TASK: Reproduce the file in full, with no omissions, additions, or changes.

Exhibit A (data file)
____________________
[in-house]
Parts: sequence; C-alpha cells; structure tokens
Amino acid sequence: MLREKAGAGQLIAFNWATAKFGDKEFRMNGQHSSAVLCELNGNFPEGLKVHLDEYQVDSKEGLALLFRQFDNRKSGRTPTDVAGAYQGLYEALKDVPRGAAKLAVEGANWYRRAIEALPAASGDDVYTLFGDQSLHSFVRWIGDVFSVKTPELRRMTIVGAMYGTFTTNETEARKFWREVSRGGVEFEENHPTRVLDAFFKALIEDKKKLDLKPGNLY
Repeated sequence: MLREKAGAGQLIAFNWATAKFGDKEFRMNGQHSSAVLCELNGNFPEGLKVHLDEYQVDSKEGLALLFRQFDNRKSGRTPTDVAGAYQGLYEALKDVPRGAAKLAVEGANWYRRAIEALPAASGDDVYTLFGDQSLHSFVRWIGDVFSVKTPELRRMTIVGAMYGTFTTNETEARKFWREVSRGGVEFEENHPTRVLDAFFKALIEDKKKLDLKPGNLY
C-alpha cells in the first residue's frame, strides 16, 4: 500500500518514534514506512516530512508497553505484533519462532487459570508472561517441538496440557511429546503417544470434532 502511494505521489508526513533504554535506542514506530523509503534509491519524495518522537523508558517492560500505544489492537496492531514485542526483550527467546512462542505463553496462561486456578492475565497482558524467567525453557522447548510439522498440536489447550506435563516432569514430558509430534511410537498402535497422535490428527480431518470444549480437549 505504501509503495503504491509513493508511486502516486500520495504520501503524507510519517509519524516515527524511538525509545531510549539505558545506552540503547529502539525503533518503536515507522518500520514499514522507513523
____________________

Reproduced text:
[in-house]
Parts: sequence; C-alpha cells; structure tokens
Amino acid sequence: MLREKAGAGQLIAFNWATAKFGDKEFRMNGQHSSAVLCELNGNFPEGLKVHLDEYQVDSKEGLALLFRQFDNRKSGRTPTDVAGAYQGLYEALKDVPRGAAKLAVEGANWYRRAIEALPAASGDDVYTLFGDQSLHSFVRWIGDVFSVKTPELRRMTIVGAMYGTFTTNETEARKFWREVSRGGVEFEENHPTRVLDAFFKALIEDKKKLDLKPGNLY
Repeated sequence: MLREKAGAGQLIAFNWATAKFGDKEFRMNGQHSSAVLCELNGNFPEGLKVHLDEYQVDSKEGLALLFRQFDNRKSGRTPTDVAGAYQGLYEALKDVPRGAAKLAVEGANWYRRAIEALPAASGDDVYTLFGDQSLHSFVRWIGDVFSVKTPELRRMTIVGAMYGTFTTNETEARKFWREVSRGGVEFEENHPTRVLDAFFKALIEDKKKLDLKPGNLY
C-alpha cells in the first residue's frame, strides 16, 4: 500500500518514534514506512516530512508497553505484533519462532487459570508472561517441538496440557511429546503417544470434532 502511494505521489508526513533504554535506542514506530523509503534509491519524495518522537523508558517492560500505544489492537496492531514485542526483550527467546512462542505463553496462561486456578492475565497482558524467567525453557522447548510439522498440536489447550506435563516432569514430558509430534511410537498402535497422535490428527480431518470444549480437549 505504501509503495503504491509513493508511486502516486500520495504520501503524507510519517509519524516515527524511538525509545531510549539505558545506552540503547529502539525503533518503536515507522518500520514499514522507513523